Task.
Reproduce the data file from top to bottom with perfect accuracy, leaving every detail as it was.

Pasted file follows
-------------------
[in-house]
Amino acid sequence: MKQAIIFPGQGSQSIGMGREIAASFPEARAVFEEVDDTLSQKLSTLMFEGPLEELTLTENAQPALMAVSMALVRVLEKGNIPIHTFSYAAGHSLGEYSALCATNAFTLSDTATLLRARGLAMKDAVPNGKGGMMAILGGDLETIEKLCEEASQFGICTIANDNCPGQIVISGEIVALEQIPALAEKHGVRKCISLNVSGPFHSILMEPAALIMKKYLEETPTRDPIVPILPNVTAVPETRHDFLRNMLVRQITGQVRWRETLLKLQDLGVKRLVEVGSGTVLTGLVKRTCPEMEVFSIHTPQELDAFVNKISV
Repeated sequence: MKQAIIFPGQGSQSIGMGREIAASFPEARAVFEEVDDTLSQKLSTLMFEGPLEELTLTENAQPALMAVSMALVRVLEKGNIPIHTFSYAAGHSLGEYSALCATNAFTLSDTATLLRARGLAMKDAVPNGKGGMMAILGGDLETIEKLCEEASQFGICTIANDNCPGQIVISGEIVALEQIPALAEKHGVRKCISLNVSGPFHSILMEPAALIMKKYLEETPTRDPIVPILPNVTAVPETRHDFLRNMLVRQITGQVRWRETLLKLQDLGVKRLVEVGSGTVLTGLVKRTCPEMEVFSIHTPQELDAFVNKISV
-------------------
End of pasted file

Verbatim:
[in-house]
Amino acid sequence: MKQAIIFPGQGSQSIGMGREIAASFPEARAVFEEVDDTLSQKLSTLMFEGPLEELTLTENAQPALMAVSMALVRVLEKGNIPIHTFSYAAGHSLGEYSALCATNAFTLSDTATLLRARGLAMKDAVPNGKGGMMAILGGDLETIEKLCEEASQFGICTIANDNCPGQIVISGEIVALEQIPALAEKHGVRKCISLNVSGPFHSILMEPAALIMKKYLEETPTRDPIVPILPNVTAVPETRHDFLRNMLVRQITGQVRWRETLLKLQDLGVKRLVEVGSGTVLTGLVKRTCPEMEVFSIHTPQELDAFVNKISV
Repeated sequence: MKQAIIFPGQGSQSIGMGREIAASFPEARAVFEEVDDTLSQKLSTLMFEGPLEELTLTENAQPALMAVSMALVRVLEKGNIPIHTFSYAAGHSLGEYSALCATNAFTLSDTATLLRARGLAMKDAVPNGKGGMMAILGGDLETIEKLCEEASQFGICTIANDNCPGQIVISGEIVALEQIPALAEKHGVRKCISLNVSGPFHSILMEPAALIMKKYLEETPTRDPIVPILPNVTAVPETRHDFLRNMLVRQITGQVRWRETLLKLQDLGVKRLVEVGSGTVLTGLVKRTCPEMEVFSIHTPQELDAFVNKISV